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drawn in. The figure with no axes is asymmetry">asymmetric
Asymmetric may refer to:
*Asymmetry in geometry, chemistry, and physics
Computing
*Asymmetric cryptography, in public-key cryptography
*Asymmetric digital subscriber line, Internet connectivity
*Asymmetric multiprocessing, in computer architecture ...

.
Reflection symmetry, line symmetry, mirror symmetry, mirror-image symmetry, is symmetry with respect to Reflection (mathematics), reflection. That is, a figure which does not change upon undergoing a reflection has reflectional symmetry.
In 2D there is a line/axis of symmetry, in 3D a plane of symmetry. An object or figure which is indistinguishable from its transformed image is called mirror symmetric. In conclusion, a line of symmetry splits the shape in half and those halves should be identical.
Symmetric function

In formal terms, amathematical object
A mathematical object is an abstract concept arising in mathematics.
In the usual language of mathematics, an ''object'' is anything that has been (or could be) formally defined, and with which one may do deductive reasoning and mathematical proofs. ...

is symmetric with respect to a given operation
Operation or Operations may refer to:
Science and technology
* Surgical operation or surgery, in medicine
* Operation (mathematics), a calculation from zero or more input values (called operands) to an output value
** Arity, number of arguments or ...

such as reflection, rotation
A rotation is a circular movement of an object around a center (or point) of rotation. The geometric plane along which the rotation occurs is called the ''rotation plane'', and the imaginary line extending from the center and perpendicular to ...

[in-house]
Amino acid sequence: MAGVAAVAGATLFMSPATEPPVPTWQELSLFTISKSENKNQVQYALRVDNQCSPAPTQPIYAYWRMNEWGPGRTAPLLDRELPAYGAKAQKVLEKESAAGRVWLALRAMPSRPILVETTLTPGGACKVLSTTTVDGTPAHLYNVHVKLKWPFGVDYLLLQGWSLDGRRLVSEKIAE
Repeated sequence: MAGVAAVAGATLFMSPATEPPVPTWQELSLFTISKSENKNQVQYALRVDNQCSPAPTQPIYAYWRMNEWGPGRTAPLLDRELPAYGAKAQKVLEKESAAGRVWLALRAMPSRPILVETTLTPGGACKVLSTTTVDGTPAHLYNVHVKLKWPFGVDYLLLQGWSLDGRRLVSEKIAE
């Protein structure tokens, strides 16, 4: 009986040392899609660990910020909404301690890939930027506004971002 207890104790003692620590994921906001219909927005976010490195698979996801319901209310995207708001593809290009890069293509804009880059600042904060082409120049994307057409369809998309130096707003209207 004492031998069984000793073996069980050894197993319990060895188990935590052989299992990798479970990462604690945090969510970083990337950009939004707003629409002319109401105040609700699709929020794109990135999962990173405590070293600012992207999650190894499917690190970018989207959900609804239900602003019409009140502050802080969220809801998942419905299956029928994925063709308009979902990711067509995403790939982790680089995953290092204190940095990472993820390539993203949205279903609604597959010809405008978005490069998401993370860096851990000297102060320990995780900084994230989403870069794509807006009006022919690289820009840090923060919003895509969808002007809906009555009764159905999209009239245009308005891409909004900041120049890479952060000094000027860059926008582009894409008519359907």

or translation
Translation is the communication of the meaning of a source-language text by means of an equivalent target-language text. The English language draws a terminological distinction (which does not exist in every language) between ''translating' ...

, if, when applied to the object, this operation preserves some property of the object. The set of operations that preserve a given property of the object form a group
A group is a number of people or things that are located, gathered, or classed together.
Groups of people
* Cultural group, a group whose members share the same cultural identity
* Ethnic group, a group whose members share the same ethnic identi ...

. Two objects are symmetric to each other with respect to a given group of operations if one is obtained from the other by some of the operations (and vice versa).
The symmetric function of a two-dimensional figure is a line such that, for each perpendicular
In elementary geometry, the property of being perpendicular (perpendicularity) is the relationship between two lines which meet at a right angle (90 degrees). The property extends to other related geometric objects.
A line is said to be perpend ...

constructed, if the perpendicular intersects the figure at a distance 'd' from the axis along the perpendicular, then there exists another intersection of the shape and the perpendicular, at the same distance 'd' from the axis, in the opposite direction along the perpendicular.
Another way to think about the symmetric function is that if the shape were to be folded in half over the axis, the two halves would be identical: the two halves are each other's mirror image
A mirror image (in a plane mirror) is a reflected duplication of an object that appears almost identical, but is reversed in the direction perpendicular to the mirror surface. As an optical effect it results from reflection off from substances su ...

s.
Thus a square has four axes of symmetry, because there are four different ways to fold it and have the edges all match. A circle has infinitely many axes of symmetry.
Symmetric geometrical shapes

Triangle